Electronics Production | March 29, 2011
Escalation: Nokia files new ITC complaint against Apple
"Many observers and analysts will now try to form an opinion on whether this latest action by Nokia is a sign of strength or weakness. I have thought about this and concluded that there is a significant degree of frustration shining through Nokia's announcement because things take so long, but more than anything else, Nokia is sending out a strong and unambiguous message that at the end of this epic battle Apple is going to have to send royalty checks to Finland."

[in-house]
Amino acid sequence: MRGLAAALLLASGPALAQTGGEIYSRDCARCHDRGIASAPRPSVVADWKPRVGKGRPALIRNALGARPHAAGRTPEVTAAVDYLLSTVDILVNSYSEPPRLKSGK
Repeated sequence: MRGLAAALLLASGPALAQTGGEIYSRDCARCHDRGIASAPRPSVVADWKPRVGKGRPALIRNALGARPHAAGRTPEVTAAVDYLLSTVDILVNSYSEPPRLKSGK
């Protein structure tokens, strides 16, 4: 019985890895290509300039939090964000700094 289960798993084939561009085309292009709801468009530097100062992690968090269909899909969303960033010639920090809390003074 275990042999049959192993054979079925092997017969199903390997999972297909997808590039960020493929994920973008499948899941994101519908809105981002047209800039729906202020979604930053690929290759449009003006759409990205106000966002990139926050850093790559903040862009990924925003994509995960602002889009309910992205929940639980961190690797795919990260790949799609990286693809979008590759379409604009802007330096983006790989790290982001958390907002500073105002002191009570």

Two days ago I just reported on an ITC judge's "final initial determination" (not a definitive ruling) to dismiss a complaint filed by Nokia against Apple over 7 patents back in December 2009. I also updated my battelines diagram. Now the next update is already due: Nokia just filed another ITC complaint against Apple -- and a mirror complaint with the US District Court for the District of Delaware. At this stage, none of the complaints has been made public.For now, the only information available is Nokia's press release. It's the most aggressive one Nokia has issued in this dispute, and probably the most aggressive one since its epic battle with Qualcomm. Seven more patents asserted, virtually all Apple products accused In its headline, Nokia "[a]lleges Apple infringes additional Nokia patents in virtually all products". The first paragraph of the announcement describes that product range as "virtually all of its mobile phones, portable music players, tablets and computers." According to Nokia, the seven patents-in-suit relate to inventions "in the areas of multi-tasking operating systems, data synchronization, positioning, call quality and the use of Bluetooth accessories", and Paul Mellin, Nokia's intellectual property VP, stresses Nokia's role as a pioneer by stating that "many [of those patents were] filed more than 10 years before Apple made its first iPhone." It's actually not new for Nokia to attack a host of Apple product lines simultaneously. Figuring out Nokia's motivation to do this It's not a coincidence that Nokia takes this step so shortly after Friday's unfavorable determination. Preparing such a complaint always takes time, but Nokia probably knew it had an unfavorable determination coming, and Nokia must have been searching for some time for patents that it can assert against Apple. If you already know which patents you wish to assert against which products and have the claim charts (tables describing the language of the patent claims and the relevant characteristics of the allegedly infringing products) in place, you can also put together a complaint within a few days. Many observers and analysts will now try to form an opinion on whether this latest action by Nokia is a sign of strength or weakness. I have thought about this and concluded that there is a significant degree of frustration shining through Nokia's announcement because things take so long, but more than anything else, Nokia is sending out a strong and unambiguous message that at the end of this epic battle Apple is going to have to send royalty checks to Finland. Nokia's patent portfolio is roughly five times larger than Apple's. They both operate in the same industry resulting from the convergence of computing and communications technologies. Theoretically one "killer patent" can be stronger than a thousand other patents, and there are indeed significant quality differences between the patent portfolios of major high tech companies. But it's hard to imagine that Nokia's patents are, on average, so much weaker than Apple's that the outcome could be anything else than Apple being required to pay. We haven't yet seen the end of this. If Nokia wants to, it can probably bring many more patents into position against Apple. I'm sure Apple also has the potential to make some more allegations, but at some point Apple will run out of patents that Nokia needs. Trying to understand both parties' perspectives I can very well understand Apple's perspective. Apple looks at the innovative breakthroughs it achieved in recent years -- a period during which Nokia was poorly managed. But Apple has always and especially recently been a proponent of a strong patent system, and you just can't have your cake and eat it. Those patents are valid for up to 20 years, a long time in this industry. It's the name of the game that patents give a pioneer like Nokia a strategic advantage over a late entrant like Apple. There are no signs of Nokia trying to drive Apple out of business with its patents: between two players of that kind, destruction would be mutually assured. The question simply comes down to who will be the net payer. Nokia appears to be very convinced that it brings the more powerful patent portfolio to the table. Strategically, Nokia would have a lot to gain from requiring Apple to take a royalty-bearing license. As I mentioned in my previous post, Nokia's management plans to monetize the company's patent portfolio more proactively now. Even if Nokia couldn't charge Apple royalties, it could probably still find many others in the industry who are weaker than Apple and have to pay. But if Nokia can show that it has the strength and the determination to bring Apple to its knees, most other device makers will think very, very hard before ever picking a fight with those Finns. ----- Author: Florian Mueller
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